Flamenco feature Andalucia Spain

Visit Andalucía, the Heart and Soul of Spain

12 Jun 2017

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When it comes to knowing how to live the good life, the inhabitants of Andalucía in southern Spain all have PhDs.

Here, siestas are inextricably woven into the fabric of the work-day, locals sit under the shade of orange trees chatting to mates or just watching the world go by, and days and nights are spent grazing on tapas, sipping sangria and ordering another cerveza.

Tapas table Andalucia.jpg

Tapas table Andalucia
Tapas is derived from 'tapar': to cover. Originally, a slice of bread was placed over a drink to protect it from flies

The soundtrack to all of this is sultry Flamenco, a fusion of sounds and rhythms from eastern Spain, northern Africa and even as far as India. Indeed, pretty much everything you think as Spanish hails from this dry southern region, which means passing through the Iberian peninsula without stopping by for a visit is tantamount to visiting Italy and skipping Rome!

But just case you need a little extra convincing, here are three reasons why you should visit Andalucía, the heart and soul of Spain.

Flamenco legs.jpg

Flamenco legs Andalucia  Spain
Flamenco was originally a gypsy ritual, a dance that was hidden from outsiders

It’s all in the hips – and ears and hands and feet

Whilst there’s a lot of contention within Andalucía over exactly where Flamenco originated, with Granada and Seville both fighting to be recognised as its rightful owners, there’s no question that the folk tradition was developed and perfected in Andalucía.

Heavily influenced by Spain’s Romani people, the earliest record of Flamenco dates back to 1774, but its history most definitely stretches much further beyond, with the style coming into being during the time of Arab rule in the region between the 8th and 15th centuries. Whatever its origins, Flamenco is the musical soul of Spain, and catching a live intimate performance in a cave in Granada (recommended) or on the streets of Seville (also recommended) will have your feet tapping and hands clapping in no time at all, and you’ll understand where the fiery Spanish get their passion from.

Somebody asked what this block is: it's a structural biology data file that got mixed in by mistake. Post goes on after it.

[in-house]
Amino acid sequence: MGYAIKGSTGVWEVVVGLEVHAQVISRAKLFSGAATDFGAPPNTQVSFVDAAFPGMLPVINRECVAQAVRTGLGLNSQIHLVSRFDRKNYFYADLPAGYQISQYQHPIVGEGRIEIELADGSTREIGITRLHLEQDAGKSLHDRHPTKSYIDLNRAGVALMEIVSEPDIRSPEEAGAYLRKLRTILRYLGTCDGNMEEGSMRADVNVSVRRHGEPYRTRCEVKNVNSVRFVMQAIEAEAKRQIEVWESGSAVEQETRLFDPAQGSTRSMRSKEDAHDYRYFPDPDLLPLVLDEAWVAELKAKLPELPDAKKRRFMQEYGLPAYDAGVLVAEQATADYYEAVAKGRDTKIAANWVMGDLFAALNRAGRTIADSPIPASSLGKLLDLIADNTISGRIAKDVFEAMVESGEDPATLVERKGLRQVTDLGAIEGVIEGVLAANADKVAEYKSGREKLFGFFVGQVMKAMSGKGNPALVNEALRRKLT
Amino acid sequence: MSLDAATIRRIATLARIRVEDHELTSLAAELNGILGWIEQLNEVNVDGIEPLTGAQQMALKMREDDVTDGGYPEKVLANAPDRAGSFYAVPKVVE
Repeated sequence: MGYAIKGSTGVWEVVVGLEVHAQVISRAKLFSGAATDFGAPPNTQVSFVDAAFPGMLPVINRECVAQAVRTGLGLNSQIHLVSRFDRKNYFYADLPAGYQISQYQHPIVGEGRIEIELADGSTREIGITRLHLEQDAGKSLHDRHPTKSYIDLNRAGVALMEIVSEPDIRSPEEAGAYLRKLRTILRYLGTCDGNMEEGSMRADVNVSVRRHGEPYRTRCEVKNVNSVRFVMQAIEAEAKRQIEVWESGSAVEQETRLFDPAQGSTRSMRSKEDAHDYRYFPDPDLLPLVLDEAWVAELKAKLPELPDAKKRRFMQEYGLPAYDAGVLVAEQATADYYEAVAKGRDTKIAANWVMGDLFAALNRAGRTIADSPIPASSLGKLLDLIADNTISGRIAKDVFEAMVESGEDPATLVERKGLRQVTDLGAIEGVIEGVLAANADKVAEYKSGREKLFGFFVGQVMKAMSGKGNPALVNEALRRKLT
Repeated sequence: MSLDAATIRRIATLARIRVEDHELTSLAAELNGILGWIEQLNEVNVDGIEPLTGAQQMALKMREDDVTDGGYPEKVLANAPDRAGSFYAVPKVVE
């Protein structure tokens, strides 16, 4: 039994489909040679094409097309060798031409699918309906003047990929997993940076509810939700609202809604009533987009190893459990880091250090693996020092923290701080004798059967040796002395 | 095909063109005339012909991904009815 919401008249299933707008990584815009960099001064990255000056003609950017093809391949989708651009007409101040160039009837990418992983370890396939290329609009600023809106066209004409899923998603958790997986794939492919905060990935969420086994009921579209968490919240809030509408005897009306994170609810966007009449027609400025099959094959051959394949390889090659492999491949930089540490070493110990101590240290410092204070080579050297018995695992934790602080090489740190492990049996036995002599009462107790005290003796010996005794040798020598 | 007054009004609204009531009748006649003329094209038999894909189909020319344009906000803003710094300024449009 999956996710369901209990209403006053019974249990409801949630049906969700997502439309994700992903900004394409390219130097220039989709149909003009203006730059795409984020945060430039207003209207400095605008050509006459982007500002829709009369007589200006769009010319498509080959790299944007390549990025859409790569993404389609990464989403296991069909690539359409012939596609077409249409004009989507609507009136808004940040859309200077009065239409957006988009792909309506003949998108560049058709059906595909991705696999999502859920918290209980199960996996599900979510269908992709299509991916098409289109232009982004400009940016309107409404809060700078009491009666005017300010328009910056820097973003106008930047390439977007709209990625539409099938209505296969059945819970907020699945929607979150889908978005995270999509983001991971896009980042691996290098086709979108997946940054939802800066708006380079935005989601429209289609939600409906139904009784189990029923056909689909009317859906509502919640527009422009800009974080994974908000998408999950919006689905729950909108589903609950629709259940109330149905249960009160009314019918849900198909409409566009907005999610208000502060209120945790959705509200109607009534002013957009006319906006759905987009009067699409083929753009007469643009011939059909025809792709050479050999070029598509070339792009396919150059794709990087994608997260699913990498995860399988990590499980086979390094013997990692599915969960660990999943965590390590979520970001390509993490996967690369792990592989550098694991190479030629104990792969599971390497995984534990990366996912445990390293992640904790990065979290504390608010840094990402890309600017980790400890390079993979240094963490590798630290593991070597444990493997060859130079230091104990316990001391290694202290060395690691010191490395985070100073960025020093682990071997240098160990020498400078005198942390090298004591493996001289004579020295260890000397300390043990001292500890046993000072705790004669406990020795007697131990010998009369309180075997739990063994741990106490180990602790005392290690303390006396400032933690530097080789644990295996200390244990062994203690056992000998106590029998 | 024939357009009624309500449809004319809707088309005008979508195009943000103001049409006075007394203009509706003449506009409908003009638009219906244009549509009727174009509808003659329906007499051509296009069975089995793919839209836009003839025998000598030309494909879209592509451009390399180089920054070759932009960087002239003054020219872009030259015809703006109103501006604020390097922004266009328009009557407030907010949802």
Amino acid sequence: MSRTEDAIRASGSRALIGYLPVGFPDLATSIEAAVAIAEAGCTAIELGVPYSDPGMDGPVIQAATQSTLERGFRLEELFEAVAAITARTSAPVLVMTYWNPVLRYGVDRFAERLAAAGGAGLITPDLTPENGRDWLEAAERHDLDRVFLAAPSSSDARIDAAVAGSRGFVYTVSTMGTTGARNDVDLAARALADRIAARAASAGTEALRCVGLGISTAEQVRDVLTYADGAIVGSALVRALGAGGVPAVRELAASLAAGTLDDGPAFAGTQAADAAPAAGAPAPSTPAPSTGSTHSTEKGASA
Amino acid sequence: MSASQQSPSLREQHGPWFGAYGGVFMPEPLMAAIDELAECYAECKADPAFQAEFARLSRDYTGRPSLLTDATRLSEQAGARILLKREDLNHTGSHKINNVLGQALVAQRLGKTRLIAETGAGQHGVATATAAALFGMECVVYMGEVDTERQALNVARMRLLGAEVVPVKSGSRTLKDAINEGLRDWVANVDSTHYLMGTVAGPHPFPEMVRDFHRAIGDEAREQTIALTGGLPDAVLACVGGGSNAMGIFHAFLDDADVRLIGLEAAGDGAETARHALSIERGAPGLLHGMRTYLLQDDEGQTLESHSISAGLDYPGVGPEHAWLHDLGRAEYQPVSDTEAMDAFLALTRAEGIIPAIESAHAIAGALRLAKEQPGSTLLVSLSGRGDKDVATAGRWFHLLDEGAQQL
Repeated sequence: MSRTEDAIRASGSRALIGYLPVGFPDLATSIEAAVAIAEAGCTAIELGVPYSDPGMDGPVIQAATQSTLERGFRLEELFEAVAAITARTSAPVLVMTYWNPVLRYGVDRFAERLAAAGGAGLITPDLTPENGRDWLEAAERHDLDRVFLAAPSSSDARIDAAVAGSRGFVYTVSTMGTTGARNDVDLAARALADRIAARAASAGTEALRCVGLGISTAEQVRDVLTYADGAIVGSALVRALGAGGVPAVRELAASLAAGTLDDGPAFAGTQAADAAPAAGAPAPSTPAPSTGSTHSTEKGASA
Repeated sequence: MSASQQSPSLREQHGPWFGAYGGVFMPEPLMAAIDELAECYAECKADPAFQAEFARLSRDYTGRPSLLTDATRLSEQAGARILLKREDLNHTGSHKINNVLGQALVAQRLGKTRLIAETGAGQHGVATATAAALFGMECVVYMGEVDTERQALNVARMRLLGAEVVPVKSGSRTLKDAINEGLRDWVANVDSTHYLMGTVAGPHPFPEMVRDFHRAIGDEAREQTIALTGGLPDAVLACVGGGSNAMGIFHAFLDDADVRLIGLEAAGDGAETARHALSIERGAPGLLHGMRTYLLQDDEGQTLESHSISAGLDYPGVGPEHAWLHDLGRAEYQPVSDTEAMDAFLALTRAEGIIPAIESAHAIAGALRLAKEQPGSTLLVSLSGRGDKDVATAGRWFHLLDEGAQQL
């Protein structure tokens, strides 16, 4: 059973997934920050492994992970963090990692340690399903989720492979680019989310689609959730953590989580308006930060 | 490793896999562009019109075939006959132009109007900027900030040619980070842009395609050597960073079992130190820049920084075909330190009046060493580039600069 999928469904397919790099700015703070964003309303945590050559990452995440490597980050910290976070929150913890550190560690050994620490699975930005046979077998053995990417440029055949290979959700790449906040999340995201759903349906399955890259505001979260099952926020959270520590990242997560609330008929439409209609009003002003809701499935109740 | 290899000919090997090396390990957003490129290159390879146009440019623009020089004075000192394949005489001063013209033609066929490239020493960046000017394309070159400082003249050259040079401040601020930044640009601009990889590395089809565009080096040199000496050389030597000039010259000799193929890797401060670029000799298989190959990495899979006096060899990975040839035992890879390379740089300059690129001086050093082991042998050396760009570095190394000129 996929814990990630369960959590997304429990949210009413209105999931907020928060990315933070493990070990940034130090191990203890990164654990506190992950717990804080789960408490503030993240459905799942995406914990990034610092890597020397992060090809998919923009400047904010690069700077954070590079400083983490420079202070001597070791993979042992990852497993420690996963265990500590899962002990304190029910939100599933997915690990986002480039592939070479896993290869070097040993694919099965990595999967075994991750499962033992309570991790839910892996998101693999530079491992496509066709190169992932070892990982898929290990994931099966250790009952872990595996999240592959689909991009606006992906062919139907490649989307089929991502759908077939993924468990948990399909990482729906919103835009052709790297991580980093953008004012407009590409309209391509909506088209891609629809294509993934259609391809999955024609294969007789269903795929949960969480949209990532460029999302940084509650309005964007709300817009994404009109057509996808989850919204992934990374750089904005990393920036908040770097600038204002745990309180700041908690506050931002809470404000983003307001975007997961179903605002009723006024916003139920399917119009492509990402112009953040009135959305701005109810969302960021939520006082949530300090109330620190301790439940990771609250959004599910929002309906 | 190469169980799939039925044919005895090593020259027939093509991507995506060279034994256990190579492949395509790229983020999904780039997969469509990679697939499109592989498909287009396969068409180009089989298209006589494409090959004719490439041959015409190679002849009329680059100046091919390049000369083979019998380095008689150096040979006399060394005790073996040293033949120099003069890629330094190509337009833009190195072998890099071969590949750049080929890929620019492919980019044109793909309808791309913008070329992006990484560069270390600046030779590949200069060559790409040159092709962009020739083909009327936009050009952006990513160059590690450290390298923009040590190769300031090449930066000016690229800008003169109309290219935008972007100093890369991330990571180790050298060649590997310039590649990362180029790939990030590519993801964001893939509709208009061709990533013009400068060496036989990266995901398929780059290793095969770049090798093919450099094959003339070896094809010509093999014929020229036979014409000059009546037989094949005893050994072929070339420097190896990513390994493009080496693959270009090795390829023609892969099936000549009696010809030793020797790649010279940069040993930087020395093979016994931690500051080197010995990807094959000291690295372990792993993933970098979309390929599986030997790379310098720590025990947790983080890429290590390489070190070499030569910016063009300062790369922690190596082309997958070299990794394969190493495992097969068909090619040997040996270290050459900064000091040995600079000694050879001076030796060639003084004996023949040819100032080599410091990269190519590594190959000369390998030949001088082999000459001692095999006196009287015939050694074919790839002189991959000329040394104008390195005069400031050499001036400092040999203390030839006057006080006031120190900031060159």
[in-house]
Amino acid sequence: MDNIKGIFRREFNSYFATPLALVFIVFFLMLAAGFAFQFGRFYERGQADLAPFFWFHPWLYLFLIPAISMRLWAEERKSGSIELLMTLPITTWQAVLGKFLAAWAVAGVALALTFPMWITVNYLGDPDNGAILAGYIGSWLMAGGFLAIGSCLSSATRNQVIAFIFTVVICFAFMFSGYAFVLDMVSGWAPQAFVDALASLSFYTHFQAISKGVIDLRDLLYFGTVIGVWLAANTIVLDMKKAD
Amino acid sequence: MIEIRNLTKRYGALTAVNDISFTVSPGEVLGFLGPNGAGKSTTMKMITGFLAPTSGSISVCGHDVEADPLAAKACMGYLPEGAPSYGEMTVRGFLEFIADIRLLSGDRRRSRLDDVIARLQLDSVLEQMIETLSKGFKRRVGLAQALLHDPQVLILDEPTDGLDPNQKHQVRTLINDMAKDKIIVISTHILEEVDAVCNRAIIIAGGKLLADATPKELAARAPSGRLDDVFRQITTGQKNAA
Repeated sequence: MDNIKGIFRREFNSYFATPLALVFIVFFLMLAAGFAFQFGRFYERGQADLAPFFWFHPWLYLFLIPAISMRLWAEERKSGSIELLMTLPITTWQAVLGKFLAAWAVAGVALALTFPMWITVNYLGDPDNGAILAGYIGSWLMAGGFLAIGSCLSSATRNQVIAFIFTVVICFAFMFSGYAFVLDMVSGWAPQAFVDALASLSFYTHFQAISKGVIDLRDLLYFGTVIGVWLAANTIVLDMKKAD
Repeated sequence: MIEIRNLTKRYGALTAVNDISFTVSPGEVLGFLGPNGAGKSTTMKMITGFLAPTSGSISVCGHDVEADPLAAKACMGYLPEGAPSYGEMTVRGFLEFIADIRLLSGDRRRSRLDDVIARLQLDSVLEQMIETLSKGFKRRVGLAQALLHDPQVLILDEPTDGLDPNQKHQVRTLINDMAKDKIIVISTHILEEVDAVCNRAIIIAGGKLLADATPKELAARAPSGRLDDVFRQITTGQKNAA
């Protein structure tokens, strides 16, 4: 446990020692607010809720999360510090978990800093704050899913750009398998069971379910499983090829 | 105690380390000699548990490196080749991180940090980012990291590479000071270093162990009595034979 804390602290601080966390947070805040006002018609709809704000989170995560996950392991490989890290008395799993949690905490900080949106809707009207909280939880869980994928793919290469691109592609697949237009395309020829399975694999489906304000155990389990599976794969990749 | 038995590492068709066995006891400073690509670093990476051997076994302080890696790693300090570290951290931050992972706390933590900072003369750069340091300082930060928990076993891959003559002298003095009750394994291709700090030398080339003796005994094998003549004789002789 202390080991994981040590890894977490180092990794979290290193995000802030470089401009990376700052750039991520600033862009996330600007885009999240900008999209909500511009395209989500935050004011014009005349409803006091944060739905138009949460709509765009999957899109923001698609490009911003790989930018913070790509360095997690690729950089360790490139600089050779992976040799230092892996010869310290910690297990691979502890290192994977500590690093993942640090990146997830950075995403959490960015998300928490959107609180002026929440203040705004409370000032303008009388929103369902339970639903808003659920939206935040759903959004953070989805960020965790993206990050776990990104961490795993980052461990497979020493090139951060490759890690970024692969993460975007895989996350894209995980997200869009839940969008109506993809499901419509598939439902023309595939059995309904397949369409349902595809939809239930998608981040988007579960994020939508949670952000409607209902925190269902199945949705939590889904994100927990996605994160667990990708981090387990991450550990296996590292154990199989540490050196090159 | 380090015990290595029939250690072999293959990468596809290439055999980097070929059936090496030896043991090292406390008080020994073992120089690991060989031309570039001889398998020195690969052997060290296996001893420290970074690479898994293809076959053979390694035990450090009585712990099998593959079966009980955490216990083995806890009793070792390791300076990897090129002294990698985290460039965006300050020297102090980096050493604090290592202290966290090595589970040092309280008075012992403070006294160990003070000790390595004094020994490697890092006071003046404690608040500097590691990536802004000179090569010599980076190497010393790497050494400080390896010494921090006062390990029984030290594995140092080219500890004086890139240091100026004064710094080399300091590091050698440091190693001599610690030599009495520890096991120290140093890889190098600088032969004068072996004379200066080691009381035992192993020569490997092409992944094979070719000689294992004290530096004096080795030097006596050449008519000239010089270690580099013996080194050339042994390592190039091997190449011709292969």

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Beer and tapas Spain.jpg

Beer and tapas Spain
Andalucian tapas are usually complimentary, but larger, paid-for versions are known as pinchos or raciones

Tapas: the art of dining in Andalucía

Just like Flamenco, the true origins of Spain’s tapas culture is a disputed subject. It’s definitely from Spain, but from where exactly is anyone’s guess. But that’s totally irrelevant to the traveller, and all they really need to know is to they absolutely need to head to Granada, the pride and joy of Andalucía.

Why? Because in this gorgeous city set against the backdrop of the snow-capped Sierra Nevada mountain range and under the shadow of the 13th century Alhambra – the former palace of the Moorish lord Mohammed ben Al-Ahmar of the Emirate of Granada – the tapas aren’t only delish, but they’re complimentary with your drink. That’s right, in other parts of Spain, you’ll need to pay for your tapa, but in Granada, order a beer or wine or sangria or even a coke at any bar and you’ll either get to choose your tapa from a menu or have one chosen for you by the waiter. Now if only the rest of the world would follow Granada’s lead?

The Alhambra Granada.jpg

The Alhambra Granada Spain
Moorish poets called the Alhambra 'a pearl set in emeralds', alluding to the creamy stone and lush woodland

A legacy of Spain’s Moorish past

It’s hard to imagine that much of staunchly Catholic Spain was once part of the larger Islamic Moorish empire. That is until you come to Andalucía and are presented with architectural gems that have remained from the 800 years of Moorish rule.

Even the language itself has been heavily influenced, with many of the Spanish words starting with “al” having Arabic roots. Of course, the Alhambra in Granada and the Alcazar (the former palace of the Moorish Muslim kings) in Seville are definitely must-visits in the region, but perhaps the granddaddy of Andalucía’s Moorish architectural achievements is the Great Mosque of Córdoba.

Mezquita Cordoba.jpg

Mezquita Cordoba Spain
The Mezquita's 856 granite and marble pillars and arches were restored from Roman ruins on the site

Originally built in the 8th century by the Caliphate of Cordoba, the huge mosque was later transformed into a cathedral in the 13th century after the Christians took back the city from the Moors during the Reconquista. The UNESCO World Heritage site blends architectural elements from both the East and West in a design that was unique in the Islamic world at the time, such as using double arches to support the roof. But this Andalusian gem isn’t just for believers: it’s for anyone with an appreciation for artistic expression, history and sheer scale.


Enjoy an in-depth exploration of Andalucia with Scenic's Iberian Splendours itinerary. Your local Travel Associates Advisor has the latest packages and information, so get in touch and start practicing your flamenco!


 

Shaun Busuttil

Shaun is an Australian freelance Travel Writer who has contributed to a range of travel publications – most notably KarryOn, National Geographic Traveller, get lost, AWOL and Intrepid. When he's not travelling around the world, collecting experiences and writing them down, you can usually find him back home in Melbourne, sipping on a flat white, thinking about stuff.